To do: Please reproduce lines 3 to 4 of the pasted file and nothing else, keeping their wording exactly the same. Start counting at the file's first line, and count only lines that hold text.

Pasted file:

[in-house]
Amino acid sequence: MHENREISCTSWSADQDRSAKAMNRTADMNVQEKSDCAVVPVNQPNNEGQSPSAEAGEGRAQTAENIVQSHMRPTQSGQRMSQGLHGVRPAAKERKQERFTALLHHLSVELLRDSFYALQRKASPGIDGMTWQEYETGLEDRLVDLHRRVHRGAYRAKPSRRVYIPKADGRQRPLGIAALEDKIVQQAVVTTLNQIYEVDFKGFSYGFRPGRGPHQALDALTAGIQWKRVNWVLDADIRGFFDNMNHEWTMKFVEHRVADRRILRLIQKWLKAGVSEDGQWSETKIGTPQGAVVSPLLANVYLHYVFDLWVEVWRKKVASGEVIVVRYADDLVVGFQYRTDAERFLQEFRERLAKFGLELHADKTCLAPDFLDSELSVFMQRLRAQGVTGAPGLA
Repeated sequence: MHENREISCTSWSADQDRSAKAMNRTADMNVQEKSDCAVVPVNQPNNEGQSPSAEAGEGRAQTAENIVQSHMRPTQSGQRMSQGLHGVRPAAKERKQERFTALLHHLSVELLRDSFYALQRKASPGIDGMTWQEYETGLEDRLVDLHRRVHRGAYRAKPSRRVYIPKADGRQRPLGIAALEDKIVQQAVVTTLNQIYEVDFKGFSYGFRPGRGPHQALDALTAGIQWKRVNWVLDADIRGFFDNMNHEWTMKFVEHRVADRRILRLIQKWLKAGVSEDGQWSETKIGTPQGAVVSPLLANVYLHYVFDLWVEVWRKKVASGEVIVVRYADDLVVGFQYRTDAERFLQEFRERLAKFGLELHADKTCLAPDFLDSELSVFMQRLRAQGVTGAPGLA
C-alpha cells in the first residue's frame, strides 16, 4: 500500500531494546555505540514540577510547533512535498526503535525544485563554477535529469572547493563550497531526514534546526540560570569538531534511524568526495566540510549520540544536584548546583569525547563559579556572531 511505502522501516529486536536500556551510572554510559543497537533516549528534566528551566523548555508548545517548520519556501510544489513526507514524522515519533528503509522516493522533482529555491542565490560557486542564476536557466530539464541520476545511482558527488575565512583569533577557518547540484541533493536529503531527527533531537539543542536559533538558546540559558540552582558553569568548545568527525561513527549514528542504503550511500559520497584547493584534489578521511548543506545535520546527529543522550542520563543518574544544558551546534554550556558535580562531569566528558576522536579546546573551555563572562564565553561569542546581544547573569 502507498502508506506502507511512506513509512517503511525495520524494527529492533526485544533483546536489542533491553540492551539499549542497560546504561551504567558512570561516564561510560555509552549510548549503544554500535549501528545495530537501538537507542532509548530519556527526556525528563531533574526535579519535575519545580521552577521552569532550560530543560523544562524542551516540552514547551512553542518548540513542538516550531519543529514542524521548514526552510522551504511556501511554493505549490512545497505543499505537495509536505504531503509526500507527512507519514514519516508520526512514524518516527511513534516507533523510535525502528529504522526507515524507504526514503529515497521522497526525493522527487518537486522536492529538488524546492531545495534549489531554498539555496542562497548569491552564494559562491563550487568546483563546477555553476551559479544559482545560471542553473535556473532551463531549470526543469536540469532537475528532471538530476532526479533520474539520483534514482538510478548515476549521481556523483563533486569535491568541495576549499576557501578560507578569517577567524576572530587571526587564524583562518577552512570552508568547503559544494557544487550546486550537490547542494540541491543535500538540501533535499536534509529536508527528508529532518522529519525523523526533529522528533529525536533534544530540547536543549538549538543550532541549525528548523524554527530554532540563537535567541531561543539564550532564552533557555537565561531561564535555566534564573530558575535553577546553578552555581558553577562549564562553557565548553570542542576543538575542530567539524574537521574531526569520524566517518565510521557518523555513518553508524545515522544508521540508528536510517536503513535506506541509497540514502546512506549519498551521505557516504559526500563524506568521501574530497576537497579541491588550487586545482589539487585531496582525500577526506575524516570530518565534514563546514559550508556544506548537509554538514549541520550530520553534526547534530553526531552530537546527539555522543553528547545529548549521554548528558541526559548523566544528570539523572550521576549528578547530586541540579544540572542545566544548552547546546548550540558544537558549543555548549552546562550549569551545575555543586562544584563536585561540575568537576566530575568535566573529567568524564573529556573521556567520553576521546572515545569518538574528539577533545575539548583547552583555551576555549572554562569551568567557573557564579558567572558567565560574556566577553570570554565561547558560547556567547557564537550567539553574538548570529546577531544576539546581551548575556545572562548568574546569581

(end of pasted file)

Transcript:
Repeated sequence: MHENREISCTSWSADQDRSAKAMNRTADMNVQEKSDCAVVPVNQPNNEGQSPSAEAGEGRAQTAENIVQSHMRPTQSGQRMSQGLHGVRPAAKERKQERFTALLHHLSVELLRDSFYALQRKASPGIDGMTWQEYETGLEDRLVDLHRRVHRGAYRAKPSRRVYIPKADGRQRPLGIAALEDKIVQQAVVTTLNQIYEVDFKGFSYGFRPGRGPHQALDALTAGIQWKRVNWVLDADIRGFFDNMNHEWTMKFVEHRVADRRILRLIQKWLKAGVSEDGQWSETKIGTPQGAVVSPLLANVYLHYVFDLWVEVWRKKVASGEVIVVRYADDLVVGFQYRTDAERFLQEFRERLAKFGLELHADKTCLAPDFLDSELSVFMQRLRAQGVTGAPGLA
C-alpha cells in the first residue's frame, strides 16, 4: 500500500531494546555505540514540577510547533512535498526503535525544485563554477535529469572547493563550497531526514534546526540560570569538531534511524568526495566540510549520540544536584548546583569525547563559579556572531 511505502522501516529486536536500556551510572554510559543497537533516549528534566528551566523548555508548545517548520519556501510544489513526507514524522515519533528503509522516493522533482529555491542565490560557486542564476536557466530539464541520476545511482558527488575565512583569533577557518547540484541533493536529503531527527533531537539543542536559533538558546540559558540552582558553569568548545568527525561513527549514528542504503550511500559520497584547493584534489578521511548543506545535520546527529543522550542520563543518574544544558551546534554550556558535580562531569566528558576522536579546546573551555563572562564565553561569542546581544547573569 502507498502508506506502507511512506513509512517503511525495520524494527529492533526485544533483546536489542533491553540492551539499549542497560546504561551504567558512570561516564561510560555509552549510548549503544554500535549501528545495530537501538537507542532509548530519556527526556525528563531533574526535579519535575519545580521552577521552569532550560530543560523544562524542551516540552514547551512553542518548540513542538516550531519543529514542524521548514526552510522551504511556501511554493505549490512545497505543499505537495509536505504531503509526500507527512507519514514519516508520526512514524518516527511513534516507533523510535525502528529504522526507515524507504526514503529515497521522497526525493522527487518537486522536492529538488524546492531545495534549489531554498539555496542562497548569491552564494559562491563550487568546483563546477555553476551559479544559482545560471542553473535556473532551463531549470526543469536540469532537475528532471538530476532526479533520474539520483534514482538510478548515476549521481556523483563533486569535491568541495576549499576557501578560507578569517577567524576572530587571526587564524583562518577552512570552508568547503559544494557544487550546486550537490547542494540541491543535500538540501533535499536534509529536508527528508529532518522529519525523523526533529522528533529525536533534544530540547536543549538549538543550532541549525528548523524554527530554532540563537535567541531561543539564550532564552533557555537565561531561564535555566534564573530558575535553577546553578552555581558553577562549564562553557565548553570542542576543538575542530567539524574537521574531526569520524566517518565510521557518523555513518553508524545515522544508521540508528536510517536503513535506506541509497540514502546512506549519498551521505557516504559526500563524506568521501574530497576537497579541491588550487586545482589539487585531496582525500577526506575524516570530518565534514563546514559550508556544506548537509554538514549541520550530520553534526547534530553526531552530537546527539555522543553528547545529548549521554548528558541526559548523566544528570539523572550521576549528578547530586541540579544540572542545566544548552547546546548550540558544537558549543555548549552546562550549569551545575555543586562544584563536585561540575568537576566530575568535566573529567568524564573529556573521556567520553576521546572515545569518538574528539577533545575539548583547552583555551576555549572554562569551568567557573557564579558567572558567565560574556566577553570570554565561547558560547556567547557564537550567539553574538548570529546577531544576539546581551548575556545572562548568574546569581